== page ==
Behavior Adjustment Training®

Behavior Adjustment Training®, or BAT, is a program designed by dog trainer Grisha Stewart to help reactive dogs learn to cope with their triggers. The program helps dogs gain confidence and social skills by creating emotionally safe interactions with things that trigger fear or aggression, such as dogs and people.

In this class, you will learn to look for the early warning signs that your dog is uncomfortable, and to react in a way that relieves the dog's stress. You will practice exposing you dog to a trigger in a controlled environment at a distance that your dog is comfortable, and teach them to move away from their trigger instead of reacting to it. You dog not only learns that they can get away from a trigger without showing aggression, but also to trust you to leave with them, rather than forcing them into a stressful situation.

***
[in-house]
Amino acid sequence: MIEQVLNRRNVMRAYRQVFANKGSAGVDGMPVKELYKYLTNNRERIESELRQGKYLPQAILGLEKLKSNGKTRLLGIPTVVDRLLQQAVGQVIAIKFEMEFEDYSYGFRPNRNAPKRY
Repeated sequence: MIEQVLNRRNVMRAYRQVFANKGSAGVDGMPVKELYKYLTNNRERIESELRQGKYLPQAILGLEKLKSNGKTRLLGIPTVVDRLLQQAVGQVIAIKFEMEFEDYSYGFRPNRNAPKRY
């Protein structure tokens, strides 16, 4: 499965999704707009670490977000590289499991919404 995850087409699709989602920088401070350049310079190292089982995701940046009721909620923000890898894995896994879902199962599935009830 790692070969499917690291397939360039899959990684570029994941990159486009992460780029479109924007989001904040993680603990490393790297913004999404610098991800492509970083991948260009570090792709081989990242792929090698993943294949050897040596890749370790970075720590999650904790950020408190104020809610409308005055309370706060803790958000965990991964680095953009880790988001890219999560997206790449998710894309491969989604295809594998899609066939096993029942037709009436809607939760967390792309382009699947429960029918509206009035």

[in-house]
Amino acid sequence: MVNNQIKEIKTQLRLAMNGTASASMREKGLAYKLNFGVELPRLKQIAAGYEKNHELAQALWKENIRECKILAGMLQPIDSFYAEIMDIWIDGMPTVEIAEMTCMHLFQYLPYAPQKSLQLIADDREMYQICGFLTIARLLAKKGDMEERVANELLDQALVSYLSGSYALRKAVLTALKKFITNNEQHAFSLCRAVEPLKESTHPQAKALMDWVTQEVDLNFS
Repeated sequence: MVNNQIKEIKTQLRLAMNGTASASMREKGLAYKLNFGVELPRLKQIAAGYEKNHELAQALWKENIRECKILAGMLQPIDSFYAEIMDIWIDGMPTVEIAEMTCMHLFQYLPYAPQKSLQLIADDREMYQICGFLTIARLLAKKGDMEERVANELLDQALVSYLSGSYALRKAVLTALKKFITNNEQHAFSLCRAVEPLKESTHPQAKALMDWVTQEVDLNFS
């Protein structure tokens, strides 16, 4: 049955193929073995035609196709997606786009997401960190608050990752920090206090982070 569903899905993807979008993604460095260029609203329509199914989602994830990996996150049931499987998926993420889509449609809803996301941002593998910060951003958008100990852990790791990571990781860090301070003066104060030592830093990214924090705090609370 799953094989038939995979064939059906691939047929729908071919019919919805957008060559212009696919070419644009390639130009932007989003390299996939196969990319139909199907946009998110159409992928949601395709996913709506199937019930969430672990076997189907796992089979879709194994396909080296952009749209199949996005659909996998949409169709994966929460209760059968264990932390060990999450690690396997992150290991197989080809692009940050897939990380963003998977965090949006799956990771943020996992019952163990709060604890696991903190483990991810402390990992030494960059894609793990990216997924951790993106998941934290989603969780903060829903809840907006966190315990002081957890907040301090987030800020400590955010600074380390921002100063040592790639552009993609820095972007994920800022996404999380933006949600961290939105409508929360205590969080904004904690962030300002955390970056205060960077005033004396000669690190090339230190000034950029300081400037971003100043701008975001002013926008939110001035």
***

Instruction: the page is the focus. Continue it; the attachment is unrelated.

BAT also teaches you skills to react in a situation where you cannot control all of the factors, such as a trigger suddenly appearing around a corner during a walk. By learning an "emergency recall" cue that your dog views as a fun game, you will learn to retreat from a sudden trigger without causing your dog to go over threshold.

As your dog gains confidence in their ability to retreat from triggers, you will find that are able to get closer to their triggers without fear. Many times, dogs who begin class unable to even see other dogs in the class without reacting end the class able to stay calm and confident while walking near their classmates.

"BAT class has made a huge difference for Stella and for my confidence in working with her effectively in the future. Before we took the class Stella would bark and lunge at nearly every person and dog she saw when out on leash, even if they were not close to her. Now she rarely barks at people, and, while other dogs are still a challenge for her, she has made a lot of progress in turning away when she sees them and avoiding a stressful reaction."

517-589-5436

Tao of the Hound

Lansing, Michigan

© 2017 by Karen Ryder.